An import letter of credit, for example, does not end with the customer’s application. We offer to trace the complete transaction from beginning to end, providing all the necessary information to the customer electronically, such as: issuance confirmation, amendment confirmation, take-up of documents online by the customer and advice of the acceptance or payment. So, we cover the whole process from the first to the last step. This applies for all other modules as well, eg export letters of credit, collections, guarantees.

How much demand are you seeing for the product?

We are already dealing with around 700 customers with this application in place, which is pretty good in the foreign trade business. We are still seeing a huge demand. Looking forward, we are aiming to sell this product to even more customers, focusing outside our domestic market.


Transferring sensitive data between organisations over the internet can pose security risks. The information is vulnerable to hackers and unauthorised parties, so the Trade Finance application uses SSL-encoded1 procedures to prevent unauthorised access to any of the data sent over the internet.

The application has a secure username and password system and a user-defined facility for granting access privileges. It is also possible for users to define the identity and number of signatories needed to verify each transaction. The level of security can therefore be tailored to meet the customer’s needs.

Value for doc

The issues associated with letters of credit have meant that some companies have decided to outsource some or all of the processes relating to letters of credit, rather than carry them out in-house. Commerzbank has responded to this need with another of its offerings in the trade finance space, ‘value for doc’. Through this service, Commerzbank takes on some of the tasks that need to be performed when handling documentary business, such as:

  • Assistance with LC contents prior to contract finalisation.
  • Provision of country-specific examples of LCs.
  • Checks for inconsistencies between incoming LCs and conditions, as well as discrepancies in the underlying delivery contract.
  • Correspondence with foreign banks regarding changes, supplements or clarification of LC conditions.
  • Close monitoring of processing deadlines.
  • Document creation, correction and collection.
  • Arrangement of document authentication and legalisation.
  • Assistance with insurance and logistics, as well as duty payment.

As a result of outsourcing these processes, companies may be able to free up internal resources, which might otherwise have been dedicated to time-consuming document processing activities.

Services such as checking documentation also mean that corporates can benefit from bank’s competence, ultimately preventing LCs from being rejected in the first instance.


Commerzbank has monitored the challenges associated with letters of credit and has come up with sophisticated solutions that are likely to appeal to corporates. The Trade Finance application uses the internet to speed up communication and the transfer of documents involved in the LC process. The automation of procedures, such as error checking, ensures a higher level of accuracy in the accompanying documentation, helping corporates to process letter of credit transactions more efficiently and more reliably.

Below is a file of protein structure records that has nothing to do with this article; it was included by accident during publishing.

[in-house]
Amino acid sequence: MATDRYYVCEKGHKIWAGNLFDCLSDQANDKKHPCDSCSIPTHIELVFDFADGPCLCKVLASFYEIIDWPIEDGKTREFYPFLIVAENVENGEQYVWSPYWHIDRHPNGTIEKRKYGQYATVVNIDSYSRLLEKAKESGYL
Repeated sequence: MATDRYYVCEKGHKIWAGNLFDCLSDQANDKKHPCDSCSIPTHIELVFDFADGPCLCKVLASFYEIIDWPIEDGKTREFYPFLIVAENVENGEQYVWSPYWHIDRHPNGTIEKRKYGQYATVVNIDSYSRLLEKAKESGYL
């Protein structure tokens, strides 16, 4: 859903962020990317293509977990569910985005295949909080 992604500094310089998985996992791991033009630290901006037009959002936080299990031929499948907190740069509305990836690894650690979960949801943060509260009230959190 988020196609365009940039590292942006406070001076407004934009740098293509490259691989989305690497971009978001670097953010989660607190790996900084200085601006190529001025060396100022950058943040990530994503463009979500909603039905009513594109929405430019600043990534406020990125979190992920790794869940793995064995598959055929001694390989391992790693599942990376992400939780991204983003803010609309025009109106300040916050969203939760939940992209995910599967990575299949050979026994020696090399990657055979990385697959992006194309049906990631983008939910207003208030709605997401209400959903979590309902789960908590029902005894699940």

Meanwhile, value for doc gives corporates the option of using the bank’s knowledge while freeing up resources from processing letters of credit altogether. This enables companies to avoid any disruption that may result from staff sickness and vacation while ensuring that documentary discrepancies do not prevent LCs from being accepted.

  1. SSL (Secure Sockets Layer) is an internet encryption protocol which uses two keys to encrypt data: a public key, which encrypts the information, and a private key, which decrypts it. The private key is known only by the recipient of the message.

Commerzbank/a major integrated bank

Since taking over Eurohypo, Europe’s largest institution specialising in financing real-estate and public-sector projects, Commerzbank has been Germany’s second-largest bank and one of the leading banks in Europe. Its consolidated balance-sheet total stands at €616.5 billion. More than 36,700 employees, 9,121 of them active outside Germany, look after more than 8 million customers worldwide.

Commerzbank sees itself as an efficient provider of financial services for private and business customers as well as for small to medium-sized companies (Mittelstand), but it also serves numerous major corporates and multinationals. For each of its core target groups, it aims to be the ‘best bank’.

Commerzbank is unreservedly committed to its home market, Germany. The group’s network of more than 1,000 branches is spread throughout the country. Its corporate business also sees West, Middle and Eastern Europe as its core market. In both the USA and Asia, the Bank is active at all the major economic centres. In total, Commerzbank is represented in more than 40 countries with its own offices.

It is also important that the bank be easy to reach, especially via online access. In this case Commerzbank’s Corporate Banking Portal offers to both Mittelstand and major corporates 24-hours-a-day access to all relevant information, numerous services and solutions.

For further information please visit or contact:

Contact details:
Jasmin Maraslioglu
Corporate Banking
+49 (0) 69 136 46966
Frankfurt am Main